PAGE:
Thin and transparent, the new house appears to float above the river. That’s due in part to advances in technology. Instead of conventional screening material, Hinman chose innovative fiberglass mesh, which is impervious to the dings that would mar a metal screen, and which also lends the house a diaphanous look.
“People look at it and think it’s made of glass… but it’s not glass at all,” he says.
No. It’s more like a 1,200 square-foot screened porch, designed to shelter a 40-foot, mid-century modern trailer.
- How To's & Quick Tips >
- 5 Things to Do with… Magnets
5 Things to Do with… Magnets
Tackle some of your biggest home organization challenges with the help of the small-but-mighty magnet.
In most homes, the only magnets are the ones studding the refrigerator door. And while many of us would be lost without the conveniently located everyday reminders posted there, magnets are actually quite versatile and can be used in so many different ways, not only in the kitchen, but also elsewhere in the home. Scroll down to see five ingenious DIY uses of magnets. Copy your favorite project, or let others’ creativity inspire your own decorative yet functional design.
1. SPICE THINGS UP
As the home cook stocks up on spices, his collection can very quickly expand to the point where it takes him five minutes to find the cinnamon. If that sounds familiar, try this trick from A Beautiful Mess: Move spices into shallow, compact containers with magnet backings that let them live on the front of the fridge.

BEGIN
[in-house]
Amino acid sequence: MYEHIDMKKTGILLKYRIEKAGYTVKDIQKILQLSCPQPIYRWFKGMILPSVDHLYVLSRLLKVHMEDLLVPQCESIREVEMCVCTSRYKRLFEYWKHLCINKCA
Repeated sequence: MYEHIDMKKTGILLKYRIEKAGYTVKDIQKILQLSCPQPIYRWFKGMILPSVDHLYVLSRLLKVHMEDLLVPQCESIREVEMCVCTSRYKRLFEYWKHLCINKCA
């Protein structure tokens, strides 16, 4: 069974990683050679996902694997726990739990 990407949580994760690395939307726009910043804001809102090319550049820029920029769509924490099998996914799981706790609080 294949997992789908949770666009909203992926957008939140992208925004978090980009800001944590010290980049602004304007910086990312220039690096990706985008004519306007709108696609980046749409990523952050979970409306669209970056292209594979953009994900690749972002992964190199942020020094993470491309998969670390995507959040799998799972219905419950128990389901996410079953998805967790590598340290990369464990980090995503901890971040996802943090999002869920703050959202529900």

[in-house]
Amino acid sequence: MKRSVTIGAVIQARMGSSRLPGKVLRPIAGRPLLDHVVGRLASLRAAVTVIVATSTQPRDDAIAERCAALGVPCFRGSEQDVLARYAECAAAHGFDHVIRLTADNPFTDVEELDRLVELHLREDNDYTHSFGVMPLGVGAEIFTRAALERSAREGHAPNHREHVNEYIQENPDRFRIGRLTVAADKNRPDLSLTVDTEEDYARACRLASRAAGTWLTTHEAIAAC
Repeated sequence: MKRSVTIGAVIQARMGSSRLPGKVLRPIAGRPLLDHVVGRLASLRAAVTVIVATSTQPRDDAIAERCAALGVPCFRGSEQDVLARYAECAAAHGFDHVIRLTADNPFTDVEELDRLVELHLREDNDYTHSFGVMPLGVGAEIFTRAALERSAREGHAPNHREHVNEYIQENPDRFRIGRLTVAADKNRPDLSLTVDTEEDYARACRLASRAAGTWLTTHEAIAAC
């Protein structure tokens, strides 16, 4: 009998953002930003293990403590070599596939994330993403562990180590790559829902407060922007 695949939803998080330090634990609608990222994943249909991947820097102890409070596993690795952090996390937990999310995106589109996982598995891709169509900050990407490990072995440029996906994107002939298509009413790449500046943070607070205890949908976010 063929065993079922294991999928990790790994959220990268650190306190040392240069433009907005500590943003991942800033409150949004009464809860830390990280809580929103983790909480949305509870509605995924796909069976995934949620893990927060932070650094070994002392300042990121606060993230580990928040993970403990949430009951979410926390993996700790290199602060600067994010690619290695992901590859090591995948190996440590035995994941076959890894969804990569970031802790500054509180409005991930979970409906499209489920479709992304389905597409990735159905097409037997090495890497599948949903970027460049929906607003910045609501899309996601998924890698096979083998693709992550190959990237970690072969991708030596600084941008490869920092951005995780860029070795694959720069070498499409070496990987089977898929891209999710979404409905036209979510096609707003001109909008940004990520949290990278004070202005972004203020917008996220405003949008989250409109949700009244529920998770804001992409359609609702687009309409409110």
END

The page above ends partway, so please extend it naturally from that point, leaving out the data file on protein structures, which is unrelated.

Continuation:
2. BOOKMARK THIS
From I’m Feelin’ Crafty, here’s a way to never lose your spot in a good read. Simply stitch small, circular magnets (available at your local craft store) between two strips of leftover fabric. Even if the book jostles around in your bag for hours, this customized, eye-catching, and magnetized bookmark isn’t very likely to budge.
3. GET IT TOGETHER
Is your desk littered with things like thumbtacks and paperclips? Magnets are perfect for corralling these metallic odds and ends, and you need not sacrifice style for better organization. Just look at what House of Earnest made by hot-gluing magnets inside leftover containers that she’d painted to complement her office decor.
4. STAY ORGANIZED
Simplify meal planning with this fit-for-the-fridge project from Onelmon. Here, handy labels made from magnetic tape (and decorated with washi tape) represent the family’s favorite foods, while the days of the week and important reminders can be handwritten on the magnetic board with markers in your favorite colors.
5. PROVIDE EASY ACCESS
In some parts of the home, such as the bathroom, there’s a finite set of things that you’re always reaching for. To keep these “usual suspects” easily accessible, follow the lead of Liz Marie Blog, who mounted a magnetic board (beautified with a frame), then glued a magnet to each personal item she wanted to keep close at hand.
- How To's & Quick Tips >